NEW YORK (GenomeWeb News) – Partners in the UK, the US, and India have pooled together £16 million ($25.5 million) to back a number of international projects that seek to use genomic and genetic research efforts, engineering, and field trials to increase the yield in important crop plants that serve as staples around the world.
More than 40 research organizations will join together to conduct these 11 research projects, which are funded with £7 million from the UK's Department for International Development (DFID), £5 million from the Bill and Melinda Gates Foundation, £3 million from the Biotechnology and Biological Sciences Research Council, and £1 million from India's Ministry of Science, the BBSRC said yesterday.
The 11 research projects will delve into the genomes of rice, wheat, beans, and other crops that are central to the diets of people in sub-Saharan Africa and Asia with the aim of finding genes and markers that could be used to improve drought tolerance, disease and pest resistance, environmental adaptation, and crop yield.
The projects will be coordinated by the BBSRC, which awarded the grants under the Sustainable Crop Production Research for International Development programme.
Each of the projects will engage at least one partner from the UK and one from a developing nation, an approach BBSRC and DFID have used in earlier efforts to help developing countries ramp up their scientific capabilities and help them prepare for other projects.
One group, led by the John Innes Center and includes partners in Denmark, Ethiopia, India, and Kenya, will sequence current and historical collections of a pathogen that causes wheat yellow rust, a disease that can wipe out 70 percent of the yield of wheat crops. They hope this information will help them identify wheat genes that can make the plant resistant to yellow rust.
The University of York will head an effort including collaborators in India and the US that will seek to discover segments of ancestral rice genomes that help them survive droughts. The Indian partner will conduct field trials using hundreds of lines of rice that carry chromosome segments from these wild varieties to see how they perform, and that data will be brought back to the labs for more genetic analyses.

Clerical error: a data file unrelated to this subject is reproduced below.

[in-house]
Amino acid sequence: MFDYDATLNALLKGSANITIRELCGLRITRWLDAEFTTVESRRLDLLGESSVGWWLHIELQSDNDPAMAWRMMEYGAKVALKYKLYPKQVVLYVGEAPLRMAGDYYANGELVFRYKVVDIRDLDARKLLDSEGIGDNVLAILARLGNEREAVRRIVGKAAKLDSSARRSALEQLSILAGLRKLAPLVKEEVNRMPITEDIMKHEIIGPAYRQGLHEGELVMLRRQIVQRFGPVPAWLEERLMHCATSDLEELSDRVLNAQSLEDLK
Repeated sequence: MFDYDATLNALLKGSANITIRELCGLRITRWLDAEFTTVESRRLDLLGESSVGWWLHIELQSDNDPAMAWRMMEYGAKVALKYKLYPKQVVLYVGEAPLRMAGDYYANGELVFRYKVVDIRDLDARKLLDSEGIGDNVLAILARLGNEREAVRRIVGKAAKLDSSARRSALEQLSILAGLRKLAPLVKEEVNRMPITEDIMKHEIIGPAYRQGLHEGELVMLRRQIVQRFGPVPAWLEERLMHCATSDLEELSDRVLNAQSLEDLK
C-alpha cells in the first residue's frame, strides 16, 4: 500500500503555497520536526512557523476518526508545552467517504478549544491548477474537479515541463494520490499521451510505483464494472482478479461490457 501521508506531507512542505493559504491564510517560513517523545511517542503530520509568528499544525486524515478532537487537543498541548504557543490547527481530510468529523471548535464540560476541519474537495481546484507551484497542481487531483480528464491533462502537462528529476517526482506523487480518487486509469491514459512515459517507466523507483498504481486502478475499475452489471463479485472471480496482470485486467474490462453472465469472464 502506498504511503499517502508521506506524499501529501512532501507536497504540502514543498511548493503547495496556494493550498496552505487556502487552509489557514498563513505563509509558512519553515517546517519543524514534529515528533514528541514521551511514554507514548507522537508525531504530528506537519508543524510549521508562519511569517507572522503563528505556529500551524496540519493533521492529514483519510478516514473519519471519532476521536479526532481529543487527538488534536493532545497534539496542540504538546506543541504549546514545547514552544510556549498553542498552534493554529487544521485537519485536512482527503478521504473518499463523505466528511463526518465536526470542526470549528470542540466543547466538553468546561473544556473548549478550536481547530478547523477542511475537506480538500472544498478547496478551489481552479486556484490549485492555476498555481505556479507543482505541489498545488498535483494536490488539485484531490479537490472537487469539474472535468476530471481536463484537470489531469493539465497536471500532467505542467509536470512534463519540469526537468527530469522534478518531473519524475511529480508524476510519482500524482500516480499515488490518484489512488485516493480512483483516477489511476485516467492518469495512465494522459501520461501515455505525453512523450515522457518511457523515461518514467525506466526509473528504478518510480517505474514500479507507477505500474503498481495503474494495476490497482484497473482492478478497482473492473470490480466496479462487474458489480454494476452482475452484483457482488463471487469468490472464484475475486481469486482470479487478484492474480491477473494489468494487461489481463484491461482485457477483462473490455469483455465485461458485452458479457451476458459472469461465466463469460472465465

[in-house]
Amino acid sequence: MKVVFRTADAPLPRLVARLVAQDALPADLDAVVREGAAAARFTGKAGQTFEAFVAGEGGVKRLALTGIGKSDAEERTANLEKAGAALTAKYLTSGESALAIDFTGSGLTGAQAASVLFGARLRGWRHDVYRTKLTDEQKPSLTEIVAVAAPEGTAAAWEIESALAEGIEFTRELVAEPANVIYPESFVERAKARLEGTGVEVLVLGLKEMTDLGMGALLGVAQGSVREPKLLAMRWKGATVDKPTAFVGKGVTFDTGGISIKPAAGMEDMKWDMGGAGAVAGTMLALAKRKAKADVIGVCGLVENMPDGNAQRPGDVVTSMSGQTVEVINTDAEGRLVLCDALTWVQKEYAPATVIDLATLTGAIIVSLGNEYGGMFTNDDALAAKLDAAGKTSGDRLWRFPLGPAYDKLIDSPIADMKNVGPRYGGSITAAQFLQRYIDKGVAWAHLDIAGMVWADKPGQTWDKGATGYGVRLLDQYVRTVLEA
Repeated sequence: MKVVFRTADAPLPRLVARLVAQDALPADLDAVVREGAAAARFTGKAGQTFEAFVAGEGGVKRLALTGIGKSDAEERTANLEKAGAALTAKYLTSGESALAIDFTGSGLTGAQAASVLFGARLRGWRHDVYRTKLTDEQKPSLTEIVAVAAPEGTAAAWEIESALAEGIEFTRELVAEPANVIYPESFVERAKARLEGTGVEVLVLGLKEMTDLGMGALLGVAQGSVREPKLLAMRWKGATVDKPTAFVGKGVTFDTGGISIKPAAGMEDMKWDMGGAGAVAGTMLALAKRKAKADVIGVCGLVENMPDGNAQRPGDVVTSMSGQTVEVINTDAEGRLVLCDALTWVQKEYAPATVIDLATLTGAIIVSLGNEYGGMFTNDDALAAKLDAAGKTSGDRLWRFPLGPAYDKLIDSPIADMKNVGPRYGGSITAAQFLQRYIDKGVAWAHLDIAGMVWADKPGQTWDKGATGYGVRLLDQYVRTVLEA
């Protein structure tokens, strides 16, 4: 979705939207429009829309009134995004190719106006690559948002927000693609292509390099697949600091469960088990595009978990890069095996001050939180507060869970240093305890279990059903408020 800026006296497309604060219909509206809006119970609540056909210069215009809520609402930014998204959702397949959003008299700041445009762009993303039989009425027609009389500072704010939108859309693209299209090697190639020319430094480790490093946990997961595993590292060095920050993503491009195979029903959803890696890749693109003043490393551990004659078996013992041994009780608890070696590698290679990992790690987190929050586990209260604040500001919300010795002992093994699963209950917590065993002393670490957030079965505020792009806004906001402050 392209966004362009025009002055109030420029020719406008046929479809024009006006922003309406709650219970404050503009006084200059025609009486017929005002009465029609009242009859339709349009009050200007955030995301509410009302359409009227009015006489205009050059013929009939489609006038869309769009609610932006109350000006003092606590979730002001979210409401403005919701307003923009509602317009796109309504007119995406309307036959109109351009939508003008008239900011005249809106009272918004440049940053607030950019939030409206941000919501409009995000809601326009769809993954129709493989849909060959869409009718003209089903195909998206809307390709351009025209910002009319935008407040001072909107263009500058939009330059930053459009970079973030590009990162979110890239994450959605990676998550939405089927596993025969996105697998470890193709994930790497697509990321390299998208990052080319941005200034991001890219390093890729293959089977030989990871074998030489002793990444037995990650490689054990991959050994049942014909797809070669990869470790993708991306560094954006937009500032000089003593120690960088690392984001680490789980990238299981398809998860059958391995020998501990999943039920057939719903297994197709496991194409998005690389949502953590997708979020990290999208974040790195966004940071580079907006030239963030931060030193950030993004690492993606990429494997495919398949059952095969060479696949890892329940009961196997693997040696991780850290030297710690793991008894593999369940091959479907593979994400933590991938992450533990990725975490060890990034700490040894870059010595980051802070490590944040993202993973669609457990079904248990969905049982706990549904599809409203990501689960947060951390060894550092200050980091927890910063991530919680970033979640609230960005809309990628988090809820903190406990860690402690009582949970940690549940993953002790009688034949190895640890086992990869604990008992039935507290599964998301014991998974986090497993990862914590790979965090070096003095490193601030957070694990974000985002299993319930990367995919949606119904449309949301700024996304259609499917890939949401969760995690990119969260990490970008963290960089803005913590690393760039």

The UK's National Institute of Agricultural Botany (NIAB) will work with partners in South Africa, Kenya, and Mexico to run field trials to characterize the genes responsible for resistance to stem rust and yellow rust in wheat so that breeders may try to introduce these genes into new wheat varieties.
The University of Cambridge and the NIAB will collaborate with scientists in the Philippines, Tanzania, and India to use high-throughput sequencing to compare the genetic variation of wild rice and modern rice varieties to find out which genomic regions may be involved in traits for dealing with environmental stresses, such as drought.
Cranfield University, Imperial College London, and the University of Southampton will collaborate with researchers in the Philippines, Bangladesh, and Japan to try to use genomic information to develop rice varieties that are better at taking up zinc from the soil. Zinc deficiencies in humans can lead to serious health problems, and in plants it can limit growth and crop production.
The University of Sheffield and the University of Edinburgh will collaborate with researchers in Tanzania, Kenya, Uganda, and Columbia to identify genes in rice that make them resistant to the parasitic witchweed Striga, which can reduce crop yield by as much as 60 or 100 percent. The partners also will conduct field trials to find out how new cultivars incorporating witchweed-resistant genes perform.
The University of Exeter will work with partners in the US, Kenya, Uganda, and Burkina Faso to identify sources of resistance to rice blast, a fungal disease that destroys enough rice to feed 60 million people each year, and to incorporate those genes into new cultivars for use in the field.
The UK's NIAB also will work with collaborators in Uganda to identify varieties of beans that are resistant to root rot, which can stunt bean yields by 70 percent. They plan to study the pathogens that cause root rot and identify beans with natural resistance to them and then work with farmers in Uganda to breed resistant varieties.
A group led by Rothamsted Research and including scientists in Kenya and the US will conduct genetic analysis of maize and sorghum to define genetic markers that can enable breeders to develop varieties that are more resistant to insects called stemborers that can cause crop losses of up to 40 percent.
Partners at the University of Nottingham and the John Innes Center will work with researchers in Australia and India to study genetic variation in wild wheat species to discover genes that make the crop plant more tolerant to abiotic stresses such as drought and to biotic stresses such as pest resistance and diseases.